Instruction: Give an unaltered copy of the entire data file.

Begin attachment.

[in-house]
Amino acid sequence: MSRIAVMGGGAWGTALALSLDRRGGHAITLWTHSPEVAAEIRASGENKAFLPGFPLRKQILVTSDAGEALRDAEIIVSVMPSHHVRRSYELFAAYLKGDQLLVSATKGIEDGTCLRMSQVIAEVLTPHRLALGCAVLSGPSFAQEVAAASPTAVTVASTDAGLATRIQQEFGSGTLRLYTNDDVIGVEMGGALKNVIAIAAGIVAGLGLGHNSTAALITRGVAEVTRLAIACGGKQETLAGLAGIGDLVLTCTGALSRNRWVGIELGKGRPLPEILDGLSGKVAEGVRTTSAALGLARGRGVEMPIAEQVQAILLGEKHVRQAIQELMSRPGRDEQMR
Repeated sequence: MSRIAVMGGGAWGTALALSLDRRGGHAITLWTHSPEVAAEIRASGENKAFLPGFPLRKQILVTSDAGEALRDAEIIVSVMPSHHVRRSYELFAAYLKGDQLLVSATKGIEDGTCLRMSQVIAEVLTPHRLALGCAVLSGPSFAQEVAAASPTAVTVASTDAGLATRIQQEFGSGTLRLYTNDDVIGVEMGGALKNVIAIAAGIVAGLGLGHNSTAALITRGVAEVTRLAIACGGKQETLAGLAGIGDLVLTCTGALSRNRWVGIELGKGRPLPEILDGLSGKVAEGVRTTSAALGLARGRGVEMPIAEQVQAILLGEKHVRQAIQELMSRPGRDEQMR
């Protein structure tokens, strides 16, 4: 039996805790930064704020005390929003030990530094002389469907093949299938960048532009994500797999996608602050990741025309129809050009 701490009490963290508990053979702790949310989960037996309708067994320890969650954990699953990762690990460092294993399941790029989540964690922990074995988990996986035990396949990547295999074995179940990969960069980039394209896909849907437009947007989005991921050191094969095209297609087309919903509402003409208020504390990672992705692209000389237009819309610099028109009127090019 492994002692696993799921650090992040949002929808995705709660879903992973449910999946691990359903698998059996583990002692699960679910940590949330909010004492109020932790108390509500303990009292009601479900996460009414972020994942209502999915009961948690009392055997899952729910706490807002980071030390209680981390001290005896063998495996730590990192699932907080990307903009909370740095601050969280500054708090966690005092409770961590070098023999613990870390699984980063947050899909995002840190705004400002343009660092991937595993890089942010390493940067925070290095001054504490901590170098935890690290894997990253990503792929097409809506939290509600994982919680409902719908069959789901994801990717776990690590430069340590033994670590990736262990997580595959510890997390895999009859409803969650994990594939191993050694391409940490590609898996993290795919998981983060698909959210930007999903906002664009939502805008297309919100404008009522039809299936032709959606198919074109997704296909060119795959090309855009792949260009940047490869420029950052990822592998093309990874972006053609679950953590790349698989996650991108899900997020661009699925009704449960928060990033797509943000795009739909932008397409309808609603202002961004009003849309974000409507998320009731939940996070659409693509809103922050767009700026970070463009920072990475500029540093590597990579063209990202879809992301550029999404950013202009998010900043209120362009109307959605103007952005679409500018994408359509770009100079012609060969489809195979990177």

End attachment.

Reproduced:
[in-house]
Amino acid sequence: MSRIAVMGGGAWGTALALSLDRRGGHAITLWTHSPEVAAEIRASGENKAFLPGFPLRKQILVTSDAGEALRDAEIIVSVMPSHHVRRSYELFAAYLKGDQLLVSATKGIEDGTCLRMSQVIAEVLTPHRLALGCAVLSGPSFAQEVAAASPTAVTVASTDAGLATRIQQEFGSGTLRLYTNDDVIGVEMGGALKNVIAIAAGIVAGLGLGHNSTAALITRGVAEVTRLAIACGGKQETLAGLAGIGDLVLTCTGALSRNRWVGIELGKGRPLPEILDGLSGKVAEGVRTTSAALGLARGRGVEMPIAEQVQAILLGEKHVRQAIQELMSRPGRDEQMR
Repeated sequence: MSRIAVMGGGAWGTALALSLDRRGGHAITLWTHSPEVAAEIRASGENKAFLPGFPLRKQILVTSDAGEALRDAEIIVSVMPSHHVRRSYELFAAYLKGDQLLVSATKGIEDGTCLRMSQVIAEVLTPHRLALGCAVLSGPSFAQEVAAASPTAVTVASTDAGLATRIQQEFGSGTLRLYTNDDVIGVEMGGALKNVIAIAAGIVAGLGLGHNSTAALITRGVAEVTRLAIACGGKQETLAGLAGIGDLVLTCTGALSRNRWVGIELGKGRPLPEILDGLSGKVAEGVRTTSAALGLARGRGVEMPIAEQVQAILLGEKHVRQAIQELMSRPGRDEQMR
């Protein structure tokens, strides 16, 4: 039996805790930064704020005390929003030990530094002389469907093949299938960048532009994500797999996608602050990741025309129809050009 701490009490963290508990053979702790949310989960037996309708067994320890969650954990699953990762690990460092294993399941790029989540964690922990074995988990996986035990396949990547295999074995179940990969960069980039394209896909849907437009947007989005991921050191094969095209297609087309919903509402003409208020504390990672992705692209000389237009819309610099028109009127090019 492994002692696993799921650090992040949002929808995705709660879903992973449910999946691990359903698998059996583990002692699960679910940590949330909010004492109020932790108390509500303990009292009601479900996460009414972020994942209502999915009961948690009392055997899952729910706490807002980071030390209680981390001290005896063998495996730590990192699932907080990307903009909370740095601050969280500054708090966690005092409770961590070098023999613990870390699984980063947050899909995002840190705004400002343009660092991937595993890089942010390493940067925070290095001054504490901590170098935890690290894997990253990503792929097409809506939290509600994982919680409902719908069959789901994801990717776990690590430069340590033994670590990736262990997580595959510890997390895999009859409803969650994990594939191993050694391409940490590609898996993290795919998981983060698909959210930007999903906002664009939502805008297309919100404008009522039809299936032709959606198919074109997704296909060119795959090309855009792949260009940047490869420029950052990822592998093309990874972006053609679950953590790349698989996650991108899900997020661009699925009704449960928060990033797509943000795009739909932008397409309808609603202002961004009003849309974000409507998320009731939940996070659409693509809103922050767009700026970070463009920072990475500029540093590597990579063209990202879809992301550029999404950013202009998010900043209120362009109307959605103007952005679409500018994408359509770009100079012609060969489809195979990177």